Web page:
By a Strange Kind of Compliment

in by Warren

Date: March 7, 1768

“My first performance, has by a strange kind of compliment, been by some applied to his Excellency Gov. Bernard. It is not for me to account for the construction put upon it. Every man has a right to make his own remarks, and if he satisfies himself, he will not displease me. I will however inform the Public, that I have the most sacred regard to the characters of all good men, and would sooner cut my hand from my body, than strike at the reputation of an honest member of the community: But there are circumstances, in which not justice alone, but humanity itself, obliges us to hold up the villain to view, and expose his guilt, to prevent his destroying the innocent. – Whoever he is whose conscience tells him he is not the monster I have portraited, may rest assured I did not aim at him; but the person who knows the black picture exhibited, to be his own, is welcome to take it to himself. – The Imputation of dissaffections to the King and the government, brought against me by his Majesty’s council, I shall answer only by a quotation from the paper which they have been pleased to censure, where I say, “We can never treat good and patriotic rulers with too great reverence.” In which sentence I hope the honourable Board will not say I have omitted to declare my sentiments of the duty which every good subject owes to hi[s] present Majesty, and all worthy subordinate magistrates. And I flatter myself, that the sentiments of the Board coincide with mine; if they do not, I must dissent from them. – Their charge of profaness, I humbly apprehend, was occasioned by their forcing a sense upon the two last lines, totally different from what I intended they should convey – My design was to compare wicked men, and especially wicked magistrates, to those enemies to mankind the devils, and to intimate that the devils themselves might boast of divine authority to seduce and ruin mankind, with as much reason and justice, as wicked rulers can pretend to derive from God, or from his word, a right to oppress, harrass and enslave their fellow-creatures.  The beneficent Lord of the universe delights in viewing the happiness of all men: And so far as civil government is of divine institution, it was calculated for the greatest good of the whole community: And whenever it ceases to be of general advantage, it ceases to be of divine appointment; and the magistrates in such a community have no claim to that honor which the divine Legislator has assigned to magistrates of his election. I hope the honorable Board will not condemn a man for expressing his contempt for the odious doctrines of divine hereditary right in princes, and of passive obedience, which he thinks dishonorary to almighty God, the common and impartial Father of the species, and ruinous both to Kings and Subjects; and which, if adhered to, would dethrone his present Majesty, and destroy the British nation. The honorable Board is humbly requested to examine whether the above is not the most natural and obvious sense of the quoted lines: Certainly when I read them, I thought it the only sense; and I shall think myself very unhappy in my readers, should they generally put that construction upon them which the honorable Board have been pleased to adopt.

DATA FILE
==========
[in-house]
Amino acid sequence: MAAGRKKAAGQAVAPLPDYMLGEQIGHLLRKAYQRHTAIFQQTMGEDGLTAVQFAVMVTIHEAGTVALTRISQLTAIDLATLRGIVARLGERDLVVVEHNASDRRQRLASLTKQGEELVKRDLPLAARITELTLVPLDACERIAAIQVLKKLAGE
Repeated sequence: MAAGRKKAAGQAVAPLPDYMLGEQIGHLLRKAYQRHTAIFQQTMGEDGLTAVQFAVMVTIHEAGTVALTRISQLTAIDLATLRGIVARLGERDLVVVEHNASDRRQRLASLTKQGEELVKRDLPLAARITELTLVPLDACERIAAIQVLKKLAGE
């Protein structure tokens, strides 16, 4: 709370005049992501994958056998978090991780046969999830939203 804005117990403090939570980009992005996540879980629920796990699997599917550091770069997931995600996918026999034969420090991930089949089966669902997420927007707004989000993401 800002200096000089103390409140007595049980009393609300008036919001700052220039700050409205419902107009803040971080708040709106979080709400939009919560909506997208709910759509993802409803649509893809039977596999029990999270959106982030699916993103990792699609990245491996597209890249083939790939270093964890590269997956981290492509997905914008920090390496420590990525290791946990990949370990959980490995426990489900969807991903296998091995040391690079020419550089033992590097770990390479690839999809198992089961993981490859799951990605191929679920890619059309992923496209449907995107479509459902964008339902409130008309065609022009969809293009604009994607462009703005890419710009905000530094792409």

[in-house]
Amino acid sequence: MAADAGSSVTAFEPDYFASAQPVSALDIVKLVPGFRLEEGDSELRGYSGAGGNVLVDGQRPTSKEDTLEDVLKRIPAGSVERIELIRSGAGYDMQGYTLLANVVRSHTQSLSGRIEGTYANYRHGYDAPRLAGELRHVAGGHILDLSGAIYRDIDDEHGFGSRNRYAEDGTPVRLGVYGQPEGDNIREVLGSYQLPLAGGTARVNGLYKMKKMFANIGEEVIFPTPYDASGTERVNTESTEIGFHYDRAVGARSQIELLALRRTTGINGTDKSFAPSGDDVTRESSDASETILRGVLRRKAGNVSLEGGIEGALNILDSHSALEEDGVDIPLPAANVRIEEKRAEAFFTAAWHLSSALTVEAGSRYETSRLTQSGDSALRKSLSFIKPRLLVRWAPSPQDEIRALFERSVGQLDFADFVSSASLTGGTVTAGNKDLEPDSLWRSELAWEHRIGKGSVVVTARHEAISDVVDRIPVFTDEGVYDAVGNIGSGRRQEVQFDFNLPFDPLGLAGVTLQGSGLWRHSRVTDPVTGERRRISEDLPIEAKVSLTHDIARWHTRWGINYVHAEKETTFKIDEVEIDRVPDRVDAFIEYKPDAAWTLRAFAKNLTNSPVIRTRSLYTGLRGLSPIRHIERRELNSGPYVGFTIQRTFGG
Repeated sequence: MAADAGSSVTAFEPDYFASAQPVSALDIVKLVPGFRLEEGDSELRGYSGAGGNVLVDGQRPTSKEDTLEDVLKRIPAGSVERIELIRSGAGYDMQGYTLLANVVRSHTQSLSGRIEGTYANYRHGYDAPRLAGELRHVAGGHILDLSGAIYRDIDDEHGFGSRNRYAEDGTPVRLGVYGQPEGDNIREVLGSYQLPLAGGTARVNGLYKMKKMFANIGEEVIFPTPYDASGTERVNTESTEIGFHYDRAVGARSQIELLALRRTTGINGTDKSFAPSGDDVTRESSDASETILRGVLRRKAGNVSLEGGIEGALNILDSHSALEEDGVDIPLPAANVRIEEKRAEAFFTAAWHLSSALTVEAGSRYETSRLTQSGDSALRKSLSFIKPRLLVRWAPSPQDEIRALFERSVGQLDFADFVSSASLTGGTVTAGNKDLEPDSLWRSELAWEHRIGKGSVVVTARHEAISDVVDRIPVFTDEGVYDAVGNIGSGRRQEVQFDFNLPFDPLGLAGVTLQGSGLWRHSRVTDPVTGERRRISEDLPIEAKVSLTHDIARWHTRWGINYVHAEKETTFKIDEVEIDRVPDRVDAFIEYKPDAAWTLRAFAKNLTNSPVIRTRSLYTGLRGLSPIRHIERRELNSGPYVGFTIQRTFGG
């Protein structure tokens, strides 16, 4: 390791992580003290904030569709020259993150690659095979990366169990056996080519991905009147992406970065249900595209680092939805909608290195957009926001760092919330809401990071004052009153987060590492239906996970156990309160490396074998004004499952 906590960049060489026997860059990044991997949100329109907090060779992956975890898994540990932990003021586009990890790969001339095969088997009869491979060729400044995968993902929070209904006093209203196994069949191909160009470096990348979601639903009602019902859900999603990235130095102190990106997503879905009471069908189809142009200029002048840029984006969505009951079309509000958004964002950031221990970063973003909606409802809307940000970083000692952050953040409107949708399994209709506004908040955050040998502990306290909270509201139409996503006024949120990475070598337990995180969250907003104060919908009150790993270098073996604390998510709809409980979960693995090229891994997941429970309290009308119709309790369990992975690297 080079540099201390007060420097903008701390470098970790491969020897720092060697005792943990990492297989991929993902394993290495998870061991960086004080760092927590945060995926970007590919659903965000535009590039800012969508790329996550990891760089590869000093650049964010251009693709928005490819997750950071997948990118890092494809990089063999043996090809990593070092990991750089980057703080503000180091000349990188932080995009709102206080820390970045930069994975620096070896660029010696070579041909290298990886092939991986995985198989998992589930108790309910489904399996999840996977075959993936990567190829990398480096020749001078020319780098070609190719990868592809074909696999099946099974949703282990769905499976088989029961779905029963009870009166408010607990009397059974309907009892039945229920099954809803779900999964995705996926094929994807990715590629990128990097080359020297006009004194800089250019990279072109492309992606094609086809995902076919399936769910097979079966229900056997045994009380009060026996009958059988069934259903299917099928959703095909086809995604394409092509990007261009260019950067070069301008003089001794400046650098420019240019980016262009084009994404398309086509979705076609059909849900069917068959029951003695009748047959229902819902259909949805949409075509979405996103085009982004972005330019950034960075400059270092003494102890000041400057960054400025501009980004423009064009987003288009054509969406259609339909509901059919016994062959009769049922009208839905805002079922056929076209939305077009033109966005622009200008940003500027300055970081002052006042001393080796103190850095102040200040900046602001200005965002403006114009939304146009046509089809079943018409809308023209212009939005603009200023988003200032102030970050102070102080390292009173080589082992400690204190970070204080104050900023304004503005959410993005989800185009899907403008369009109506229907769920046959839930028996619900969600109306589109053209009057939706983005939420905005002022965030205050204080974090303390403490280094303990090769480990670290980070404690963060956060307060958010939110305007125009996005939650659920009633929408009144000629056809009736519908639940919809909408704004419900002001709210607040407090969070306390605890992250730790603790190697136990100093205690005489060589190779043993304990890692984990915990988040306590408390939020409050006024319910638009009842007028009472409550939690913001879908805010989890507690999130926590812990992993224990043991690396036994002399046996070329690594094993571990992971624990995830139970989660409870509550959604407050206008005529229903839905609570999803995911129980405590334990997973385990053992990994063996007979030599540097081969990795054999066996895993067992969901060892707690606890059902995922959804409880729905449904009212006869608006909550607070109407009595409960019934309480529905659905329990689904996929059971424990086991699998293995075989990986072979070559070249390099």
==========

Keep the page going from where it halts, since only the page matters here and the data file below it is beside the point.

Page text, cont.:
I shall at all times write my sentiments with freedom, and with decency too; the rules of which I am not altogether unacquainted with. – While the Press is open, I shall publish whatever I think conducive to general emolument; when it is suppressed, I shall look upon my country as lost, and with a steady fortitude expect to feel the general shock!

A true Patriot.

Source: Boston Gazette

Commentary: Joseph answers his Tory critics and the governor’s council (here called the Board) with a disingenuous innocence. He writes that if Francis Bernard thought that he was the subject of A True Patriot’s pen, then the governor had a guilty conscience, and indeed had committed offenses against American liberties.

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